Jaja, så var det over for denne gang. Blir nok en stund til jeg leser krim igjen. Ikke fordi Harry Hole bøkene er dårlige, tvert imot. Fordi de er for bra, på en måte. Alt for spennende, eller engasjerende eller hva det nå er. Jeg er ikke så glad i å bli skremt, egentlig, så derfor burde jeg opplagt holde meg langt unna denne typen bøker. Vi får se hvor lenge jeg husker det denne gangen.
Nå begynner jeg å bli irritert. Det er ikke rettferdig å la sånne ting henge i flere bøker på rad. Noe av poenget med krim er at når saken er løst er saken løst. Løser tråder hører hjemme i det virkelige liv og har ingenting i en krimroman å gjøre.
Nå husker jeg hvorfor jeg ikke liker krim. Krimforfattere har en ekkel vane med å ta liv av folk, og av og til tar de liv av folk man liker. Fy, Nesbø, det var ikke snillt. Du må lære av Agata Christie, der er nesten alle mordofrene folk som uansett fortjente sin skjebne. Jeg skjønner jo at det blir mer engasjerende og slikt når kriminaliteten går ut over folk man har rukket å bli kjent med, men jeg liker det ikke.
Dessuten er krim alt for stressende. God krim, altså. Skummelt, mener jeg. Jeg tror slett ikke det er sunt. Vel, vel. Three down, two to go.
Tid for påske, tid for krim. Eller noe. I hvert fall er krim kjekt å lese på hytta, så jeg fant ut at jeg kanskje endelig skulle få kommet meg gjennom resten av Nesbø sine bøker om Harry Hole (jeg begynte jo litt i feil rekkefølge siden jeg leste Kakkerlakkene først, påsken for to år siden, var det vel). Flaggermusmannen er grei krim. Kanskje ikke den beste jeg har lest, men langt fra den verste heller. Harry Hole er akkurat passe sympatisk og usympatisk på samme tid og denne gangen gjettet jeg ikke løsningen før det var meningen at jeg skulle gjette den, noe som er helt greit for meg.
In which we amble pleasantly.
Alexander McCall Smith’s The No. 1 Ladies Detective Agency is said by people who ought to know to paint a fairly accurate picture of life in Botswana. I have no idea as to the veracity of this, but it seems likely to be true. There is a wonderful sense of unhurriedness in this book, about Precious Ramotswe, who, following her father’s death and her inheritance of his amassed «fortune» – cattle, which she sells – becomes the first Lady detective in the country. It is not a detective novel in the sense of western European literary traditions. There is mystery, definitely, and crime and cruelty, at least potential cruelty, but there is no temptation to turn to the last page to check «whodunnit». In fact, there is an amazing contradiction in the «feel» of the book, for while it feels unhurried and relaxed, like a good cup of tea in the shade under a tree, there is also a drive to the story which makes the pages fly by.
Highly recommended, by both me and Pia (who lent me the book), which ought to be more than enough for you. Go read it!
In which we’re somewhat lonesome tonight.
A little sick of unsatisfying travelling companions, I followed Native Stranger with a Sarah Shankman (her of I Still Miss my Man but my Aim is getting Better fame) novel I picked up in Fjærland called The King is Dead. It’s a sort of a crime novel, and very entertaining. It reminded me, not only of how much of my reading has concentrated on the British Isles, but how much of what isn’t British is set in either the midwest (Minnesota and such) or in the Pacific north-west (Oregon, Washington, British Columbia). The southern themes of Shankman’s novels feel almost alien at times (what with all the Elvis impersonators, it almost is). The dialect certainly is. I also find myself getting the characters mixed up because of the similarity (to me) of their names, as if they were all called Billy-Sue and Billy-Bob (though, in fact, there wasn’t a single Billy). I hadn’t realised before quite how the regional nature of names actually affects the «feel» of a story. It’s the literal equivalent of «all chinamen look identical» – a fallacy which is true only in cases of unfamiliarity (did that make any sense whatsoever?). Whatever. I want to read more Shankman. I also want to read more «Southern» books, once I get over this Scottish phase. It was a timely reminder of how large (and diverse) the North American continent is. I have been thinking that I ought to read more books not written in English. Evidently, I ought likewise to consider some of those traditions in English literature that I have obviously been ignoring.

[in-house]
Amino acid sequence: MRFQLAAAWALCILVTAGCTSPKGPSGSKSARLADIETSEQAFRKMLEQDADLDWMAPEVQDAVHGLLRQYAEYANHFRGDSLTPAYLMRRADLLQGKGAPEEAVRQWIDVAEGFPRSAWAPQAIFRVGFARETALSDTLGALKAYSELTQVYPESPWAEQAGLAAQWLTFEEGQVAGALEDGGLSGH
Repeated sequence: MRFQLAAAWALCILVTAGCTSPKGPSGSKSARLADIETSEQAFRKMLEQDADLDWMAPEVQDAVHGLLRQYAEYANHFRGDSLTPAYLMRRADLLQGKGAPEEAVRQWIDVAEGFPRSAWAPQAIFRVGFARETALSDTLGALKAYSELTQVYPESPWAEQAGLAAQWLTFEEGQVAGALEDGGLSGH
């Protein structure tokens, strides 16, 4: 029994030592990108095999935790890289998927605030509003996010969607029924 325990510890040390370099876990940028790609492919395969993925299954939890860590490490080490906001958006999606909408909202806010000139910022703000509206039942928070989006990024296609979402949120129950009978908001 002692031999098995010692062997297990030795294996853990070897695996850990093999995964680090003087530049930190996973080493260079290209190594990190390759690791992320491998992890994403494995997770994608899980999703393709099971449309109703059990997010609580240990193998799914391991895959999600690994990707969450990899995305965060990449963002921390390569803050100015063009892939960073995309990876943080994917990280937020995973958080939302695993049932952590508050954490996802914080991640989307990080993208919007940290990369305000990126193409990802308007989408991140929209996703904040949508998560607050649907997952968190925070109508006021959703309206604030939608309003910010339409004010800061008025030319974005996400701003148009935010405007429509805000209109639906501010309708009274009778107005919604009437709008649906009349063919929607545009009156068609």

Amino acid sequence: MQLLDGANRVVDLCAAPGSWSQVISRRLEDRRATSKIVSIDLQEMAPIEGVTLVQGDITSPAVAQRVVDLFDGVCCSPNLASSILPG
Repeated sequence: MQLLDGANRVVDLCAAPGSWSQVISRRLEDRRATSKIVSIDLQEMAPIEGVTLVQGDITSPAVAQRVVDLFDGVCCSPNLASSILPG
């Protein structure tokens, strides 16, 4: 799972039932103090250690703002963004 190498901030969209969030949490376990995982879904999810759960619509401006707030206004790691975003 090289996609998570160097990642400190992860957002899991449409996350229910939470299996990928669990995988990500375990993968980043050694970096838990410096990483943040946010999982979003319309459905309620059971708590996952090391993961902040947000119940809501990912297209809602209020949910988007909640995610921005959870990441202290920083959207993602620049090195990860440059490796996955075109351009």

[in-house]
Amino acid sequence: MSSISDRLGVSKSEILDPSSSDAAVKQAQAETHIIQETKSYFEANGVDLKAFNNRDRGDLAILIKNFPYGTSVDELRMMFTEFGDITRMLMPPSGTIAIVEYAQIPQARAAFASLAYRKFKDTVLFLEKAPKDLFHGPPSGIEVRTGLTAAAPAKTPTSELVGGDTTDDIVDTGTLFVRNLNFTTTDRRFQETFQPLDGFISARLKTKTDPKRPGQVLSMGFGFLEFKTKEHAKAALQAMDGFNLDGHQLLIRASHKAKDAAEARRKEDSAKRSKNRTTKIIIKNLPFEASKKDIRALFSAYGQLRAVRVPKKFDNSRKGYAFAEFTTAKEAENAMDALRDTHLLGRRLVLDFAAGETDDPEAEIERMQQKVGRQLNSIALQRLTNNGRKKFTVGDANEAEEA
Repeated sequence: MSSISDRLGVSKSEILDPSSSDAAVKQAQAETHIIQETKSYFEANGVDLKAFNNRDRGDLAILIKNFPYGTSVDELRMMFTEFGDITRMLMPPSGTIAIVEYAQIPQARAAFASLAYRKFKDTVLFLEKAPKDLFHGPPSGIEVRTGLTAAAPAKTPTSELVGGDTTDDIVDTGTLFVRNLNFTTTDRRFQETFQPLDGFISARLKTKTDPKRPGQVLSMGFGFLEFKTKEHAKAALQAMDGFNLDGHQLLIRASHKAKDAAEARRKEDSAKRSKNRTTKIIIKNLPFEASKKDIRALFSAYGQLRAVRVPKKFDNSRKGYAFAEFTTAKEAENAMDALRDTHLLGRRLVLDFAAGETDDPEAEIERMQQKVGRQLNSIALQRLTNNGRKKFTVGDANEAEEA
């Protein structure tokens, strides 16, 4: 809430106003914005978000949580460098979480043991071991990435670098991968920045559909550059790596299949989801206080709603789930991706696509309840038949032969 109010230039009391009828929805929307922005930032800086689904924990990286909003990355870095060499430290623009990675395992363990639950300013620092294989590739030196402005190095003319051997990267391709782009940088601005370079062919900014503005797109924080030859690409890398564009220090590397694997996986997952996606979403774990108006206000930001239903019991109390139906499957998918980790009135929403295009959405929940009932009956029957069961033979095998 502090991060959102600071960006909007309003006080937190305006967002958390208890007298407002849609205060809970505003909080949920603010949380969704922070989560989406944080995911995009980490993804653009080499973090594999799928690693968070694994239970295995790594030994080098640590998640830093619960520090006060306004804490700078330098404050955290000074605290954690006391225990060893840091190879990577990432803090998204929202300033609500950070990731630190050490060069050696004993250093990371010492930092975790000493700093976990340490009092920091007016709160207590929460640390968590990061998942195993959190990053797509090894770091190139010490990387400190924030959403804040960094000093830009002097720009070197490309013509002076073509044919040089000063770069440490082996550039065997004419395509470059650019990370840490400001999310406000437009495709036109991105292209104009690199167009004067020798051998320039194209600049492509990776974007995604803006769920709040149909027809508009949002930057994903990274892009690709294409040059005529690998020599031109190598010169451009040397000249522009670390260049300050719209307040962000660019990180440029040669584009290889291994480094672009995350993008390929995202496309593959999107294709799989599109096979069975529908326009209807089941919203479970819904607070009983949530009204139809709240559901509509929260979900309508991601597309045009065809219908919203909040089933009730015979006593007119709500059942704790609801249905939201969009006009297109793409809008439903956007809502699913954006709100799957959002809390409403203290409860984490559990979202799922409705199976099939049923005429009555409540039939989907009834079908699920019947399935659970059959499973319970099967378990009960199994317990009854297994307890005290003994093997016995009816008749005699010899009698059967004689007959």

So much to read, so little time.
In which we go south.
Just finished Sarah Shankman’s I Still Miss my Man, but my Aim is Getting Better. It has to be one of the best book titles ever, which is a bit of a pity in way because it leaves the poor little book a lot to live up to. And it doesn’t quite manage. That said, it’s highly entertaining. The novel’s set in Nashville, and centres on Shelby, who’s left her good-for-nothing husband to come there to make it big as a songwriter. Take an ex-husband who just doesn’t understand the phrase «it’s over», add at least three jealousy-dramas, a crookster with nothing to loose, a kidnapping, an old star who’s been in hiding for 30 years, rather a lot of Smith & Wessons and kitchen knives and two angels, one good, one bad, who have their separate ideas of how the story would best turn out, and you’ve got yourself a rippin’ good yarn. I can think of worse ways to spend a Sunday afternoon. And now, pretty much inevitably, I’m listening to Patsy Cline and wondering whether I can get hold of These Boots are made for Walking.